How reliable are search terms for SEO and SEM results?
With billions of dollars spent each year on search engine optimization (SEO) and search engine marketing (SEM), the power of search terms holds more value than ever. But more than a few digital marketing professionals have become frustrated over the years over the limits just how much can be assumed and predicted based on the search terms themselves.
The same word or term used in five different searches can represent five different meanings. This requires SEO and SEM professionals to draw speculative conclusions on just which search terms may be the most effective for a given marketing campaign or initiative.
This problem is at the center of a recent study that revealed a different approach could provide the context necessary to significantly improve SEO and SEM projects and programs.
The study to be published in the November edition of the INFORMS journal Marketing Science is titled "A Semantic Approach for Estimating Consumer Content Preferences from Online Search Queries," and is authored by Jia Liu of Hong Kong University of Science and Technology; and Olivier Toubia of Columbia Business School.
The researchers focused on the challenge for digital marketers when it comes to inferring content preferences in a more quantified, nuanced and detailed manner. If they could, the researchers offered, then SEO and SEM efforts could be planned, implemented and evaluated with more precision, predictability and effectiveness.
"Because of the nature of textual data in online search, inferring content preferences from search queries presents several challenges," said Liu. "A first challenge is that search terms tend to be ambiguous; that is, consumers might use the same term in different ways. A second challenge is that the number of possible keywords or queries that consumers can use is vast; and a third challenge is the sparsity of search query. Most search queries contain only up to five words."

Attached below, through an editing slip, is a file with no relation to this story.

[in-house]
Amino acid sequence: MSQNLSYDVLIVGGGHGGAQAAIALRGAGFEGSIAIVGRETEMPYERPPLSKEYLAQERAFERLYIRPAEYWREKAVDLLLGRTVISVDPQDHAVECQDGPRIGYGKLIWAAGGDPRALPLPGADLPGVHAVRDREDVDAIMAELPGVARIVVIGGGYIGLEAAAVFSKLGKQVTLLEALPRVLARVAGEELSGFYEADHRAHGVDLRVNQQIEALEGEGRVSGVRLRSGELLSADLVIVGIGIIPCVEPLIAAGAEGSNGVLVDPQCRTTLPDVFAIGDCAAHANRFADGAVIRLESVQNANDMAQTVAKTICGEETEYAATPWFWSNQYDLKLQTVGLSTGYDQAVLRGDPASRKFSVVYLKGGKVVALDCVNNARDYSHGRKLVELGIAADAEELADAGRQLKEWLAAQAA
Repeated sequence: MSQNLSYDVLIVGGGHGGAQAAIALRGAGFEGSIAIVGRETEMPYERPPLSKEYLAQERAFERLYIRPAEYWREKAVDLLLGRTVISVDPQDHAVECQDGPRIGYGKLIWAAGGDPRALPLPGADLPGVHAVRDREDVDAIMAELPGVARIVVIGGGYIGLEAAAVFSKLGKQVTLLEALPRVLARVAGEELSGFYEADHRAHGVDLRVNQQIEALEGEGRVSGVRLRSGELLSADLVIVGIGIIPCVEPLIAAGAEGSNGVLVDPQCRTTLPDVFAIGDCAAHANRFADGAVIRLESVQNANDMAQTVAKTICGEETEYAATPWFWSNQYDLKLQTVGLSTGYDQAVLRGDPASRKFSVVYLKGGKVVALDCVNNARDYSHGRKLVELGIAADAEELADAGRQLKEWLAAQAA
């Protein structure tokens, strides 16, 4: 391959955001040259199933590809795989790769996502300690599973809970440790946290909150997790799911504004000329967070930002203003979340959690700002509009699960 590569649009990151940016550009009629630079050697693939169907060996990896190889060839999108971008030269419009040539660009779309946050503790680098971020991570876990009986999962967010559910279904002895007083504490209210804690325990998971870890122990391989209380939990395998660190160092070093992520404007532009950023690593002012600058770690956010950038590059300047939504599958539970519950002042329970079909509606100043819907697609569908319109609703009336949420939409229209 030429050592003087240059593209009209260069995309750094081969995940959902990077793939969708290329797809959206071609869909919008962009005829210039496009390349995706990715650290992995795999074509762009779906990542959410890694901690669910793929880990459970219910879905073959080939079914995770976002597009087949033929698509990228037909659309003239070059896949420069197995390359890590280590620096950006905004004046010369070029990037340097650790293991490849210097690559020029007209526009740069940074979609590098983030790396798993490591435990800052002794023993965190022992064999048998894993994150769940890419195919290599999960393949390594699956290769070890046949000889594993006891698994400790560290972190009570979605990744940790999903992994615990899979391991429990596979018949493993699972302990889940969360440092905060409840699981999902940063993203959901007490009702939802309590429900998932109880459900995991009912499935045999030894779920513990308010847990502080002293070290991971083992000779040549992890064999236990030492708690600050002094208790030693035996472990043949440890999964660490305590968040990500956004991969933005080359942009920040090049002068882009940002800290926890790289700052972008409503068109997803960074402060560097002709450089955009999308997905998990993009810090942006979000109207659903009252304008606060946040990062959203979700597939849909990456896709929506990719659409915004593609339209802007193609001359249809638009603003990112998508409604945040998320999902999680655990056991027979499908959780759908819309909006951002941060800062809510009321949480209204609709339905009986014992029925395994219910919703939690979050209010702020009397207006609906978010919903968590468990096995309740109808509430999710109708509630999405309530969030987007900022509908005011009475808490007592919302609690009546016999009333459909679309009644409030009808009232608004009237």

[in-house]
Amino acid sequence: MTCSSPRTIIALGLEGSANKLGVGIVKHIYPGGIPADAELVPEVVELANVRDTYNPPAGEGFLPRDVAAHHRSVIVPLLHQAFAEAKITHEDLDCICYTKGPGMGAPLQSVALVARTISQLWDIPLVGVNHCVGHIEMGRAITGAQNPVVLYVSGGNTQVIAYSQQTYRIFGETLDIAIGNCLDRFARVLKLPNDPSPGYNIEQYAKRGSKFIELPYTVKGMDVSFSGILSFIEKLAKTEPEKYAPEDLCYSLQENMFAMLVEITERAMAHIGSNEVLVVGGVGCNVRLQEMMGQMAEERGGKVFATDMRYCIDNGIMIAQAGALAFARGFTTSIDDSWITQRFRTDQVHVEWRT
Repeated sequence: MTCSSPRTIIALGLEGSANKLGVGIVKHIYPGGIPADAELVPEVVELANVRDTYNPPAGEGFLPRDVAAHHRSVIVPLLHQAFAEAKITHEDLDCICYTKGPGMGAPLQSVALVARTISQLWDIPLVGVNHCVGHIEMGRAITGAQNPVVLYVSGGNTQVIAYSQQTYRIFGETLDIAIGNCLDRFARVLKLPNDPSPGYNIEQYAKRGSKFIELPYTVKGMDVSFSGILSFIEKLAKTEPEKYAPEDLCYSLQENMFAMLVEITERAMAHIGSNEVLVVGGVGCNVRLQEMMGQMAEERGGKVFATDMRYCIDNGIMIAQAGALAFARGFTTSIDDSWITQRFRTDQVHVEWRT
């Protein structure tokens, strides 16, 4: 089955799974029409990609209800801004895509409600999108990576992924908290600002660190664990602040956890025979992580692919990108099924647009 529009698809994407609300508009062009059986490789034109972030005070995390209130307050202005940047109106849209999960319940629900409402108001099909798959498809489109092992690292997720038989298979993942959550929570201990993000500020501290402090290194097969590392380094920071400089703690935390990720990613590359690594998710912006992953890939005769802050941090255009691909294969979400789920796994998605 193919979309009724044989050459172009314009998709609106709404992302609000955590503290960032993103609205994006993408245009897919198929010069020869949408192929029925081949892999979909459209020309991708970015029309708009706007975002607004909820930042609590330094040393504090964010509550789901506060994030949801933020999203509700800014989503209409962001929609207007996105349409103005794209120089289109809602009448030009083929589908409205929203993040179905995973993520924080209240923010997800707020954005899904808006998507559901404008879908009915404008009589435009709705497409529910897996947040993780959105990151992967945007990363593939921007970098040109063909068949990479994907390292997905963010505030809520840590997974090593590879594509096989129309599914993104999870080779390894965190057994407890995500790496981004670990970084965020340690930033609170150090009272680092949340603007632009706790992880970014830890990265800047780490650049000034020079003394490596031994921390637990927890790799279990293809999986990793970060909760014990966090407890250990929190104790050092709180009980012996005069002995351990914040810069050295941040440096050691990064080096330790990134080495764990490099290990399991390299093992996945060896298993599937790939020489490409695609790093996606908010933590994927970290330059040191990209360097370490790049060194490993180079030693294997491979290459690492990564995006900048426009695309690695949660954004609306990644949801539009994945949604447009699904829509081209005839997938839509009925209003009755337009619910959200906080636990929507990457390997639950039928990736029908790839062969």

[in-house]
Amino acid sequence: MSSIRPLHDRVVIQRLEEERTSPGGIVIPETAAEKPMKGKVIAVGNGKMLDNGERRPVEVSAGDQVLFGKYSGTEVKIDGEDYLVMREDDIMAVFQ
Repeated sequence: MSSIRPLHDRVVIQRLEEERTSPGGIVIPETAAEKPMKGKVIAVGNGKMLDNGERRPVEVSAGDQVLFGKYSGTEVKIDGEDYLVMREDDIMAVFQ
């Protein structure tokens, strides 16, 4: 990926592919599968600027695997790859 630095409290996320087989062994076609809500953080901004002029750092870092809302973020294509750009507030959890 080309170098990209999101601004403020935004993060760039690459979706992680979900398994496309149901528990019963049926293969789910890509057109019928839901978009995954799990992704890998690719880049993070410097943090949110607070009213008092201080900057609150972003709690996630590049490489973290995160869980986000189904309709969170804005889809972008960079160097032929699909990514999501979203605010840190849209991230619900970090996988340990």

Through their research, the study authors have determined that a different approach might better provide context for individual search terms.
The researchers used a "topic model" that helps combine information from multiple search queries and their associated search results, and then quantified the mapping between queries and results. This model is powered by a learning algorithm that extracts "topics" from text based on the occurrence of the text. The model is designed to establish context where one type of term is semantically related to another type of term. This helps provide the system with context for the use of the term.
As part of their research, the study authors tested various content by monitoring study participant behavior on the search engine in a controlled environment. To do so, the study authors built their own search engine called "Hoogle," which served as a filter between Google and the user. "Hoogle" ran all queries for study participants and revealed how the learning algorithm could work in a real-world environment.
"We were able to show that our model may be used to explain and predict consumer click-through rates in online search advertising based on the degree of alignment between the search ad copy shown on the search engine results page, and the content preferences estimated by our model," said Toubia. "In the end, what this enables digital marketers to do is better match actual search results with what users mean or intend when they key in specific search terms."